On 31 July 2023, the European Commission (COM) published the Delegated Act on Set 1 of the European Financial Reporting Standards (ESRS). It follows that, for the first time, mandatory sustainability reporting standards are laid down in the European Union. In accordance with Article 49(3b) of the Accounting Directive (Directive 2013/34/EU), EFRAG had submitted the draft ESRS to the COM as technical advice in November 2022. After making its own adjustments, the COM had published the revised ESRS as draft Delegated Act on 9 June 2023, with a consultation period until 7 July 2023 (see here).
Based on more than 600 responses, the COM has made a number of adjustments and clarifications to the draft Delegated Act. Changes in the published final Delegated Act concern, among others, the following provisions:
- ESRS 1 General requirements now explicitly states that the assessment of financial materiality corresponds to the identification of information that is considered material for primary users of general-purpose financial reports in making decisions relating to providing resources.
- ESRS 1 further clarifies that, in addition to the disclosure requirements of ESRS 2 General disclosures, all disclosure requirements and datapoints in the environmental standards (ESRS E1 to E5) as well as ESRS G1 Business conduct relating to ESRS 2 IRO-1 (Description of the process to identify and assess material impacts, risks and opportunities) must be followed by the undertaking, irrespective of the outcome of its materiality assessment.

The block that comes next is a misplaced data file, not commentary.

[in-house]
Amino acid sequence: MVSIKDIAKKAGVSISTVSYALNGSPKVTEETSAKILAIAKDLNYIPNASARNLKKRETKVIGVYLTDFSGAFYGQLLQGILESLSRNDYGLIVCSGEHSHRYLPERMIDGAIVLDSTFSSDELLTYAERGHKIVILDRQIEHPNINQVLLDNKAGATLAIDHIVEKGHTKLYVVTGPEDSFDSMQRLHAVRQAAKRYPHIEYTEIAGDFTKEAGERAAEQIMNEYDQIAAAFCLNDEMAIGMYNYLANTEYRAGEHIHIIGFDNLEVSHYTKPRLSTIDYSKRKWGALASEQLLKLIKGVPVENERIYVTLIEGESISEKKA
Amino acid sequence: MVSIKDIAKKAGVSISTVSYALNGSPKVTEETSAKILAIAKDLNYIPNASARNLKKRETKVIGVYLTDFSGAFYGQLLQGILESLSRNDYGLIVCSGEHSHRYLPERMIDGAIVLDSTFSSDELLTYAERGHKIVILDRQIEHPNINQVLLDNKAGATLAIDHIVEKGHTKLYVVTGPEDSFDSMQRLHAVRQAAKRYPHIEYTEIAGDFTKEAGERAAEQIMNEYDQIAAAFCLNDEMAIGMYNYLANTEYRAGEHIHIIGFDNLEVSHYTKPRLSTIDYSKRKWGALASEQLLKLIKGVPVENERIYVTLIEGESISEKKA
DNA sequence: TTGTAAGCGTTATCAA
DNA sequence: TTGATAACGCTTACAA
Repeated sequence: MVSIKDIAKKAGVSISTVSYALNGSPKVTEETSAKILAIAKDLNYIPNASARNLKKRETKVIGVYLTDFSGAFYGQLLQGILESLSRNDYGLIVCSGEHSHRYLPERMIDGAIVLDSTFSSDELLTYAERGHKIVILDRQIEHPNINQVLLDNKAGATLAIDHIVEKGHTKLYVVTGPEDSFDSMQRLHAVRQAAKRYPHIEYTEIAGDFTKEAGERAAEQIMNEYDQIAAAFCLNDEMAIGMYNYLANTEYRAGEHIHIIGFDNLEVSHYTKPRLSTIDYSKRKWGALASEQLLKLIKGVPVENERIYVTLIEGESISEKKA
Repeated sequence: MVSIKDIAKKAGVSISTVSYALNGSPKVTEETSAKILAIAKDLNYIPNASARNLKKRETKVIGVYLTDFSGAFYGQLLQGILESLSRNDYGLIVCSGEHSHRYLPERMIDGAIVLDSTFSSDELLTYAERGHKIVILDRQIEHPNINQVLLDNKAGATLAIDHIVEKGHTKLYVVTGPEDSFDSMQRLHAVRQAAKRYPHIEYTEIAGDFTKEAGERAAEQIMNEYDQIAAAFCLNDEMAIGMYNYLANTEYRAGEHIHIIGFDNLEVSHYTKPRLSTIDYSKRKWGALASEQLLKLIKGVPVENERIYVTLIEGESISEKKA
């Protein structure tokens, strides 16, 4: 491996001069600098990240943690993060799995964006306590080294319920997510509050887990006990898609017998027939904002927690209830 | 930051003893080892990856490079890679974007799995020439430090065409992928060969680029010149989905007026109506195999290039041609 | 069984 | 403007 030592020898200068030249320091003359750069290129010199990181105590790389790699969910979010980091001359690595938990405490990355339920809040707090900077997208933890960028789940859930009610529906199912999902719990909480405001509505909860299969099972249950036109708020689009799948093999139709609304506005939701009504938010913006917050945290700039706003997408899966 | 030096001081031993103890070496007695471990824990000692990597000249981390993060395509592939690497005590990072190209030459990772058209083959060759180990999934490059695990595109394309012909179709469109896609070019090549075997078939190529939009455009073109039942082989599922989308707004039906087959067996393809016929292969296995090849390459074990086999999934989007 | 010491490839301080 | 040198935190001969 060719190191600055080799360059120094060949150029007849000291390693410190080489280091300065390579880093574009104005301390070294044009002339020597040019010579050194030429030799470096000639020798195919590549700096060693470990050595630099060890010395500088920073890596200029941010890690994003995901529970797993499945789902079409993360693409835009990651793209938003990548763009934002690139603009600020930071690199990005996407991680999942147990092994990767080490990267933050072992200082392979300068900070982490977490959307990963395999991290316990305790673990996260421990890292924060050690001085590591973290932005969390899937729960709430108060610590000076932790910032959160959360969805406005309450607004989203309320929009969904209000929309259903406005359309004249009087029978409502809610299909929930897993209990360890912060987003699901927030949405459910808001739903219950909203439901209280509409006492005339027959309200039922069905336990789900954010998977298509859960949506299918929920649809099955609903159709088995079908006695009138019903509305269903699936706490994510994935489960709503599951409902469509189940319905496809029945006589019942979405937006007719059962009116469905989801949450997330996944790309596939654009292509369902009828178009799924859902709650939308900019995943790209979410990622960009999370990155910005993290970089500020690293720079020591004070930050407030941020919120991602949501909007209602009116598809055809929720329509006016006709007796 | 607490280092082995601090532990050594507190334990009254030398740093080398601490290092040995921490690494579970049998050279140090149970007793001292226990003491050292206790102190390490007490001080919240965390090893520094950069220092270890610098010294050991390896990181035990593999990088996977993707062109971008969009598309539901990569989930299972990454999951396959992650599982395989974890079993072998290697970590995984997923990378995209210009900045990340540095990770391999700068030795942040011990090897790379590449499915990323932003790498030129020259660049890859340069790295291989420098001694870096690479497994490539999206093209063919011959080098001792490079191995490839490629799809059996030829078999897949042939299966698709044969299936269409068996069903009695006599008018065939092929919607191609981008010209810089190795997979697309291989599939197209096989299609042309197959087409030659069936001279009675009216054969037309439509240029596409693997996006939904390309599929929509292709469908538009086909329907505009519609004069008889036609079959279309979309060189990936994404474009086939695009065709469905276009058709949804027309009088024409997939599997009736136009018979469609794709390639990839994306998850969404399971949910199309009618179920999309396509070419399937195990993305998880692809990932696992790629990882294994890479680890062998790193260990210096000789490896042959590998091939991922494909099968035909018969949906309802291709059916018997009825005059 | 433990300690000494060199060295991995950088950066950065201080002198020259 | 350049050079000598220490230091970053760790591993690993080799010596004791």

- In the event of non-compliance with a topical standard, according to ESRS 1, disclosure choices in terms of justification and explanation are now confined to topical standards other than ESRS E1 Climate change: If the undertaking concludes that the topic “climate change” is not material and, therefore, does not report in accordance with ESRS E1, it must disclose, among other things, a detailed explanation of the results of its materiality assessment with regard to climate change.
- Regarding the reporting requirements of the Sustainable Finance Disclosure Regulation (SFDR) and other EU legislation listed in ESRS 2, it continues to apply that the corresponding datapoints are generally subject to the materiality. However, according to ESRS 1, it must now be explicitly stated if the information in question is “not material”.
- For financial institutions, when determining their GHG emissions, the requirement in ESRS E1 to consider the Partnership for Carbon Accounting Financials (PCAF) standard has been limited to Part A “Financed Emissions”. The reference to Part C “Insurance Associated Emissions” has been removed.
The final standards are now available in 23 language versions (here). In addition, the COM has published a detailed Q&A on the adoption of the ESRS.
On 7 July 2023, the DRSC submitted its response on the draft Delegated Act to COM. In addition, the DRSC published a briefing paper (German only) as well as a comparison between EFRAG’s draft ESRS of November 2022 and the COM’s consultation draft.